Lord of the Flies by William Golding Essay

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Symbolism is using words, places, people, and objects for a meaning that is deeper than its literal meaning. In the novel, “Lord of the Flies,” William Golding uses so much symbolism that the novel could arguably be viewed as an allegory, or a writing with a double meaning. While not all of the symbols are very obvious, the novels title for example, a few of them are, for example, the conch shell, the fire and the parachutist are all very prominent symbols used by Golding. In “Lord of the Flies” there are so many different examples of symbolism that could make the reader believe that the novel actually contains two totally different stories, the literal story, and the symbolic story. Before the reader even opens the book they are …show more content…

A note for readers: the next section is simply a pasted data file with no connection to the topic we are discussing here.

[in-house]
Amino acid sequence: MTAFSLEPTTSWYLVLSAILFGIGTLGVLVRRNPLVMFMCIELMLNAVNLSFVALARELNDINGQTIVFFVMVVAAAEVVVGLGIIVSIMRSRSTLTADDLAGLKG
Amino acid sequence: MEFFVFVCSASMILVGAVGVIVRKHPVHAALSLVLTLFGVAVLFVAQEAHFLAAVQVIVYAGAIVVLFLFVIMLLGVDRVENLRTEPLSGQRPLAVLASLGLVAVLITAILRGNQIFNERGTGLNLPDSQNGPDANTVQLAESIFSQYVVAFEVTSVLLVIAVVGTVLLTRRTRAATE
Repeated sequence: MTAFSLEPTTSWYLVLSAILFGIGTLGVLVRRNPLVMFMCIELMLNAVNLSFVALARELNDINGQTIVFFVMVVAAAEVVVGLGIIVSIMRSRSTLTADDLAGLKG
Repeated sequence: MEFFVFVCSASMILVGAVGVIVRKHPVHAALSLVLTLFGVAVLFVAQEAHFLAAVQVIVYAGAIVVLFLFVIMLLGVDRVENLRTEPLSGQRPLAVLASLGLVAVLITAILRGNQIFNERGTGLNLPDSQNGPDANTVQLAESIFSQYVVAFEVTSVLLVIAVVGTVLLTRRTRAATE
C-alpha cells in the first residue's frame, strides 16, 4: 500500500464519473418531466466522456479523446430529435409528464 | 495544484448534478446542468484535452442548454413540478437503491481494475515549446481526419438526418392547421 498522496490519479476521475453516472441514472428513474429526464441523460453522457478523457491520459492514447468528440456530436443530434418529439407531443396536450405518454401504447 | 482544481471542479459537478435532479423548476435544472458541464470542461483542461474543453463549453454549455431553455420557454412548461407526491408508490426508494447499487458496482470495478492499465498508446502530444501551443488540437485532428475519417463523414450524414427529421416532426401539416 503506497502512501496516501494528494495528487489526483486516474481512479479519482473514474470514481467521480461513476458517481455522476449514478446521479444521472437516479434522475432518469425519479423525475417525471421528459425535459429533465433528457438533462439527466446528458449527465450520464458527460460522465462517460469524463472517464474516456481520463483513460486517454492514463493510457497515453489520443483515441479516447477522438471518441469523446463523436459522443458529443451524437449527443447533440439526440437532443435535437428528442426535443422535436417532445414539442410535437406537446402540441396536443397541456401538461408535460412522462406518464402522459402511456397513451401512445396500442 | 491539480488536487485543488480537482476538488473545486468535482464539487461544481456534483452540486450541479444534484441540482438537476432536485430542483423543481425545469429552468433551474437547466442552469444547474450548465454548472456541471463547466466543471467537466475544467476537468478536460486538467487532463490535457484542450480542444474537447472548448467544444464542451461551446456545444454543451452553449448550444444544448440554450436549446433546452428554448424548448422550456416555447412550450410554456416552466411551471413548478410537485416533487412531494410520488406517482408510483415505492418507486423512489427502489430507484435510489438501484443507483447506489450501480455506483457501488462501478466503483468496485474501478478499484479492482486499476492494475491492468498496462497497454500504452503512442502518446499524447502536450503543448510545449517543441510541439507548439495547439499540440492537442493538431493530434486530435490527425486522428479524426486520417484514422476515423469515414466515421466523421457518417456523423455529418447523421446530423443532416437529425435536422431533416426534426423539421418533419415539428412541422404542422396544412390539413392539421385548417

(Epstein, 108.) Out of all of the symbolism tht William Golding presents his audience with, one of the obviously more prominant symbols in "Lord of the Flies" is the conch shell. In the very begining of the novel, Ralph and Piggy discover the conch in the lagoon; “S’right. It’s a shell! I seen one like that before. On someone’s back wall. A conch he called it. He used to blow it and then his mum would come. It’s ever so valuable—” (Golding, 15.) All throughout the entire mnovel the conch was the universal signal for order and a sense of civilization. The conch governed meetings, kept the peace, and helped in creating a civilization. In order to talk at a meeting, the boy who wishes to speak has to be holding the conch, otherwise, they were not permitted to speak. Golding makes it a point to decribe the shell's color in great detail, the brighter the coloring on the shell, the stronger their civilaztion is, and the more control Ralph had, but as the civilzation begins to unbind at the seams, the shell begind to lose its color, and raplh begins to lose his authority over the boys and when ralph loses all of his authoritythe shell is decribed as white in color, just before it is destroyed. "In color the shell was deep cream, touched here and there with fading pink." (Golding, 16.) "...the conch

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